Explore the Magic of Double Helix Silver Glass
Striking Silver Glass
left to right: Khaos, Luna 3, Terranova 2.1, Luna+Terranova
The Striking Sequence
Striking is a three-step process
1 Heat the surface of the striking silver glass – pass the bright orange glow – to when the glass starts to get hazy.
2 Cool until the glow is gone (put the bead under the table to check), sometimes amber tones will bloom.
3 Reheat at the tip of the flame just until it glows, move the bead further away from the torch so it doesn’t glow so much that you can’t see the color of the bead (and miss seeing the “first strike”).
Observe the “first strike” as dark brown/dark purple tones bloom. Do not proceed if you do not see "first strike." Start step 1 of the three-step process again instead.
Bring the bead back to the normal working zone (about 2 in / 5cm from the torch face). Waft the bead in and out of the flame to coax out various colors, e.g., rotate one revolution in the flame to warm a bit, one revolution out of the flame to cool a bit, repeat until desired effects are achieved
Depending on the striking silver glass, colors bloom from dark to light – purples, magentas, blues, and greens.
Most striking silver glass allow you to re-strike (going through the three-step striking process) multiple times. However, colors won’t be as dark or saturated with each subsequent re-strike.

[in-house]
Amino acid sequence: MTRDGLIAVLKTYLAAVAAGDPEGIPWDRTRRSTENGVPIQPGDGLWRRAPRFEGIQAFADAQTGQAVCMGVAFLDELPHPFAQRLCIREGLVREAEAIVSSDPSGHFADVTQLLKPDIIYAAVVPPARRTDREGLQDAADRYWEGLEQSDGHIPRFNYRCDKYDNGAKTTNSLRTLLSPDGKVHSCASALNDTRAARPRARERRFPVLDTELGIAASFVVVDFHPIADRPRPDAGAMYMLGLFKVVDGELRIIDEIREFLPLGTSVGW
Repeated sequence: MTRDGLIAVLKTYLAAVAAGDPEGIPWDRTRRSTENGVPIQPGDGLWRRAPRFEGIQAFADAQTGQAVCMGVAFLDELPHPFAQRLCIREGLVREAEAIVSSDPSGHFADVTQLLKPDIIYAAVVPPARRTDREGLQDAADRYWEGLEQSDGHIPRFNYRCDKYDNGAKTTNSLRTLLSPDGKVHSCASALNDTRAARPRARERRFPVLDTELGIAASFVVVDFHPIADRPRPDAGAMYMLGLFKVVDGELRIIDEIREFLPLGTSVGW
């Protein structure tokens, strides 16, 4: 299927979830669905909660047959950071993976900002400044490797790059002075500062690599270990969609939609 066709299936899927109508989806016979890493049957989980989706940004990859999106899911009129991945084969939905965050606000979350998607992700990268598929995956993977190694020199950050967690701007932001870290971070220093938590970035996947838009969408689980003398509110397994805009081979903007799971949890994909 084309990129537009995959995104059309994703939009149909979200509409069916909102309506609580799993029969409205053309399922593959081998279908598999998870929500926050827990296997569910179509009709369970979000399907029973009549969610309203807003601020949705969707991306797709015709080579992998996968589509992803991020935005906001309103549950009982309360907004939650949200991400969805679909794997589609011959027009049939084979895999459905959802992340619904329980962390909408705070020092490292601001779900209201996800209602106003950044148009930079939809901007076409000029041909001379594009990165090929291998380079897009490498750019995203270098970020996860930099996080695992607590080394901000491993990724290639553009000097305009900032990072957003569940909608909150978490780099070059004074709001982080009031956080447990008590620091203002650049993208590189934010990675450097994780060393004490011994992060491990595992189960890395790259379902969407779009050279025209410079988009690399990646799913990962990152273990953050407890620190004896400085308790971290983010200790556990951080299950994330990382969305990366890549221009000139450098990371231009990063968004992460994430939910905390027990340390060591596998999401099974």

Video Demonstration with Double Helix Khaos
How Does Striking Work?
“Silver glass strikes due to silver crystal growth. When the glass is worked hot, the silver crystals dissolve, yielding a clear glass. When the glass is reheated, crystals form inside the glass. These crystal lengths grow to the same size as various wavelengths of light. The color sequence of lengthening crystals is as follows: clear, yellow, orange, red, red-purple, purple, blue, green. When glass is worked hot (‘reset’), the glass looks clear. Due to ambient heat within the glass, the first stages of striking usually occur automatically, yielding yellow-orange-red, which all blend together to read as ‘amber’ or transparent dark brown. As the glass is cooled and reheated, purples, blues, and greens are developed.”
Jed Hannay, Double Helix Glassworks